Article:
Callahan offers a debut book of brief works that’s strange but undeniably unique.
It’s an odd fit to call this a collection of short stories. The tales have no rising action as they build to a natural conclusion or some sort of twist; indeed, there’s not much action at all. Instead, the stories are abstract and exist mostly as the interior monologues of particular characters. Many don’t contain much dialogue at all, and what’s there is handled with dashes and infrequent attributions, rather than traditional quotation marks. In “A Gift,” the first story of the bunch, Callahan knocks readers off-kilter from the first line, “The narrator was in pain,” but never explains why this person is called “the narrator.” A first-person voice is added later, meaning that the character of “the narrator” isn’t the narrator of this particular story. Characters are often in some sort of existential crisis and sometimes obsess over well-known, real-world people, such as author Rick Moody or professional basketball player Dirk Nowitzki, whose lives then become part of the narrative. The one constant in these tales, however, appears to be pain itself. The main character in “Cymbalta,” for example, seeks out Moody as a life coach and writes to him of his own struggles with his self-image, his drinking, and even his bowel movements. Readers will find pathos and humor in these exchanges. Too often, though, the prose seems impenetrable. Readers must buy into Callahan’s stream-of-consciousness style from the beginning for the tales to have any impact. He writes in great waves of clauses, sometimes stretching a single sentence over a couple of pages, and there are also times when the stories try too hard to be clever and fall flat. “The Great Challenges the Good to a Duel: Pistols, Dawn,” for example, beats the cliché “the great is the enemy of the good” into the ground by anthropomorphizing “great” and “good” and having them fight it out for 12 pages.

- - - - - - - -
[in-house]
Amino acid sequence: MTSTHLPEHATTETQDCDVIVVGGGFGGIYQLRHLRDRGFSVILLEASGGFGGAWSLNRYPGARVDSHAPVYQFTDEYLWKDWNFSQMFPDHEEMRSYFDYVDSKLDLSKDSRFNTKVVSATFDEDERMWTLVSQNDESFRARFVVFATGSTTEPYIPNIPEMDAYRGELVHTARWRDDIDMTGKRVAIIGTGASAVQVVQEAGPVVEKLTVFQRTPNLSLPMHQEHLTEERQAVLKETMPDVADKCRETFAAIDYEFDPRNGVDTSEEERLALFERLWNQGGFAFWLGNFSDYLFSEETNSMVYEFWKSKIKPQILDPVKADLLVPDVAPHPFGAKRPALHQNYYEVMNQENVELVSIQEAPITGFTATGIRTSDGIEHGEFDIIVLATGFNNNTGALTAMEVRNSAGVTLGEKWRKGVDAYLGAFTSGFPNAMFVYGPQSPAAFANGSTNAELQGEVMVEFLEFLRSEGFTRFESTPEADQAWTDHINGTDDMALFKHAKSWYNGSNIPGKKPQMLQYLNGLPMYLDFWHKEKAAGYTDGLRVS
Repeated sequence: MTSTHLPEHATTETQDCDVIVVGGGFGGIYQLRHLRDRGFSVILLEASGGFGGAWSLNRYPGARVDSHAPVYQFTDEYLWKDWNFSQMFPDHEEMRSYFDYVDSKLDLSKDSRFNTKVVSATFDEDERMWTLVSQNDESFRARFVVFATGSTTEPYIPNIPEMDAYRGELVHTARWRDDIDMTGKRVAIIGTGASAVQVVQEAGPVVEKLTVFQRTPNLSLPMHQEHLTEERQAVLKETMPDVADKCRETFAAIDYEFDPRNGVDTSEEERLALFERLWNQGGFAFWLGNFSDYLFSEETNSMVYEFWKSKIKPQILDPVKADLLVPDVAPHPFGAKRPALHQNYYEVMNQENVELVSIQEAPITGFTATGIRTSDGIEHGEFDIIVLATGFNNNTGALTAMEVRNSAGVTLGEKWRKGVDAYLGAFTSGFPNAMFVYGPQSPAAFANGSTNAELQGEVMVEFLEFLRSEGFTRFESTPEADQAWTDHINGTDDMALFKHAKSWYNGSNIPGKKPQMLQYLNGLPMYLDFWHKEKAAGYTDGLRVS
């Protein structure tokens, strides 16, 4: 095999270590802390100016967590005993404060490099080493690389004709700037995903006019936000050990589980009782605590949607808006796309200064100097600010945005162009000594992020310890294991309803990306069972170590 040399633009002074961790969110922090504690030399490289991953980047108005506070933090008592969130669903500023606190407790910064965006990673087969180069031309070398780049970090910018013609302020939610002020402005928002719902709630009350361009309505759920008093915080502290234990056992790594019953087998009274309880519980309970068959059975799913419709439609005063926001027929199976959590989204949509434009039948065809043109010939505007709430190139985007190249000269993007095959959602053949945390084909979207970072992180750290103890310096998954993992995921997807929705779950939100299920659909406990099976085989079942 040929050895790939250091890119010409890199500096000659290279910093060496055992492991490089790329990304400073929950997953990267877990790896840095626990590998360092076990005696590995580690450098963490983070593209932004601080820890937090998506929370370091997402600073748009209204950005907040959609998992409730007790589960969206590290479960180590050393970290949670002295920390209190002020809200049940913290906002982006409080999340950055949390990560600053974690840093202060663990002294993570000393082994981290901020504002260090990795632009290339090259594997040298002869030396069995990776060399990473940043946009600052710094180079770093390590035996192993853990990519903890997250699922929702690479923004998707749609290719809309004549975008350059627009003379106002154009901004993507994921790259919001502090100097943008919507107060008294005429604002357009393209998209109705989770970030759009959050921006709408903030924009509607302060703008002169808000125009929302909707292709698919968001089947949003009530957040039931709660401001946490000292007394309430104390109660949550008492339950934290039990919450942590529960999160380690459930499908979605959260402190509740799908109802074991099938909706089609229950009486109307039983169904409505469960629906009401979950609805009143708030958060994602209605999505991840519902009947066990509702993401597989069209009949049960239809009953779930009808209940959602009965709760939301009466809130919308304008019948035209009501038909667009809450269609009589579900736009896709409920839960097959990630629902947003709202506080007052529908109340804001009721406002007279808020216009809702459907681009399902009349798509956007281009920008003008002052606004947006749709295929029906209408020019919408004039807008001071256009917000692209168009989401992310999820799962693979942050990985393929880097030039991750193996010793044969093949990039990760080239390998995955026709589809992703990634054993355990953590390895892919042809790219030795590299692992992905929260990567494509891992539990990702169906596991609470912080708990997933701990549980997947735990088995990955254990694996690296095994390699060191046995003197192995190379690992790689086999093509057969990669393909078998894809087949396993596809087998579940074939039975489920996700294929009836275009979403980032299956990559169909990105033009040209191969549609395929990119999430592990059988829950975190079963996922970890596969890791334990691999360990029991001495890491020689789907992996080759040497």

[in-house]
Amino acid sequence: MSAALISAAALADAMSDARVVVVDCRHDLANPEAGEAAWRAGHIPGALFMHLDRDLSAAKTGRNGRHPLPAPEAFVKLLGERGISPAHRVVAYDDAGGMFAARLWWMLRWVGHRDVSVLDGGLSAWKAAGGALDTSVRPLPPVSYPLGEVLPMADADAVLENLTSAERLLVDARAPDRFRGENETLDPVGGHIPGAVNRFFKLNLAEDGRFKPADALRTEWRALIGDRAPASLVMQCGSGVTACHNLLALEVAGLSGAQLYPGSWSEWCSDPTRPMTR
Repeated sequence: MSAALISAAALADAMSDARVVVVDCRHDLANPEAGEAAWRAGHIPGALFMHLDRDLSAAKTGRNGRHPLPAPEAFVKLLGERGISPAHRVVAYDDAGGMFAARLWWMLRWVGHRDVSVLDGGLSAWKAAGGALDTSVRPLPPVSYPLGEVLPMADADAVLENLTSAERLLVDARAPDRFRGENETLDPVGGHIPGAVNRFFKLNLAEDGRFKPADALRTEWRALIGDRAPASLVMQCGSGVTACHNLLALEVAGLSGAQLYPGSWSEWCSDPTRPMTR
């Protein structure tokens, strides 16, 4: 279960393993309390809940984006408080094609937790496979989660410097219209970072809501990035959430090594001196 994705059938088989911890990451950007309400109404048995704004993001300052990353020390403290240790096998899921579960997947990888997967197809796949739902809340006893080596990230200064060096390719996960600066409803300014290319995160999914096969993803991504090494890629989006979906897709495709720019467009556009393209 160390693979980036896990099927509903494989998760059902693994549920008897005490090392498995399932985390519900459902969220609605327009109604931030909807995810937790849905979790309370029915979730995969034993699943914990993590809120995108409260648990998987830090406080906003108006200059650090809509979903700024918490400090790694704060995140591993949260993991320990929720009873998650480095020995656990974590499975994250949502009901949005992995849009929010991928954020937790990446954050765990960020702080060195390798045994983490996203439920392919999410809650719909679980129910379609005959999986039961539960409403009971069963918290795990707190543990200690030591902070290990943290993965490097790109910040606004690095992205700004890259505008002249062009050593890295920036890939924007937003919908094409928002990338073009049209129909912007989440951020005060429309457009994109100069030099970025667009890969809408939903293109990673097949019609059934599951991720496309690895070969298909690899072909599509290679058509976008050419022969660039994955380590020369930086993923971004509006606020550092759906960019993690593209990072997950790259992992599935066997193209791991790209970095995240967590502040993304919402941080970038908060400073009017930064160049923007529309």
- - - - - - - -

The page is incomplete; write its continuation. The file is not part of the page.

An obtuse collection with flashes of genuine fun and humanity.